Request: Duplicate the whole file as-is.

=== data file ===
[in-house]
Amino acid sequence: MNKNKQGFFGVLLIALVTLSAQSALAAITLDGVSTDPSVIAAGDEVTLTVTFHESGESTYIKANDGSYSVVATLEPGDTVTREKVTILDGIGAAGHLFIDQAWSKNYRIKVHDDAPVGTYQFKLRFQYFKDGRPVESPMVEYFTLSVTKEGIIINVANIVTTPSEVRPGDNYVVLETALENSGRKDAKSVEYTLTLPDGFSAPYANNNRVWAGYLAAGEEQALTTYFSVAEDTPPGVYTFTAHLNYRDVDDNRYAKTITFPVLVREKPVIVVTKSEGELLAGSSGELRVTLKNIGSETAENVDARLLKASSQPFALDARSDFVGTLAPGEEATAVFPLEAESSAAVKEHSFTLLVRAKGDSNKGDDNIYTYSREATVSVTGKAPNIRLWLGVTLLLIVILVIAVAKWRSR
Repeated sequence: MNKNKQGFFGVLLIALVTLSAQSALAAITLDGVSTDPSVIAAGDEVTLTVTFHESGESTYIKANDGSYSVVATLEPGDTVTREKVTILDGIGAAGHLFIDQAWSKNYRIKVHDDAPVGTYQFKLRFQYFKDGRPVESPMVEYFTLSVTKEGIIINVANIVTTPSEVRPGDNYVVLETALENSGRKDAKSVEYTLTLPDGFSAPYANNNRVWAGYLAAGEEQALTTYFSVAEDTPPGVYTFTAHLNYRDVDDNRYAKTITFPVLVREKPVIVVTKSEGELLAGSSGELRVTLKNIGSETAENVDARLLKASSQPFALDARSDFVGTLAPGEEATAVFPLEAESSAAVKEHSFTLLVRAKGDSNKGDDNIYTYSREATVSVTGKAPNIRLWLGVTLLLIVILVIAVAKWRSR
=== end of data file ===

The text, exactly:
[in-house]
Amino acid sequence: MNKNKQGFFGVLLIALVTLSAQSALAAITLDGVSTDPSVIAAGDEVTLTVTFHESGESTYIKANDGSYSVVATLEPGDTVTREKVTILDGIGAAGHLFIDQAWSKNYRIKVHDDAPVGTYQFKLRFQYFKDGRPVESPMVEYFTLSVTKEGIIINVANIVTTPSEVRPGDNYVVLETALENSGRKDAKSVEYTLTLPDGFSAPYANNNRVWAGYLAAGEEQALTTYFSVAEDTPPGVYTFTAHLNYRDVDDNRYAKTITFPVLVREKPVIVVTKSEGELLAGSSGELRVTLKNIGSETAENVDARLLKASSQPFALDARSDFVGTLAPGEEATAVFPLEAESSAAVKEHSFTLLVRAKGDSNKGDDNIYTYSREATVSVTGKAPNIRLWLGVTLLLIVILVIAVAKWRSR
Repeated sequence: MNKNKQGFFGVLLIALVTLSAQSALAAITLDGVSTDPSVIAAGDEVTLTVTFHESGESTYIKANDGSYSVVATLEPGDTVTREKVTILDGIGAAGHLFIDQAWSKNYRIKVHDDAPVGTYQFKLRFQYFKDGRPVESPMVEYFTLSVTKEGIIINVANIVTTPSEVRPGDNYVVLETALENSGRKDAKSVEYTLTLPDGFSAPYANNNRVWAGYLAAGEEQALTTYFSVAEDTPPGVYTFTAHLNYRDVDDNRYAKTITFPVLVREKPVIVVTKSEGELLAGSSGELRVTLKNIGSETAENVDARLLKASSQPFALDARSDFVGTLAPGEEATAVFPLEAESSAAVKEHSFTLLVRAKGDSNKGDDNIYTYSREATVSVTGKAPNIRLWLGVTLLLIVILVIAVAKWRSR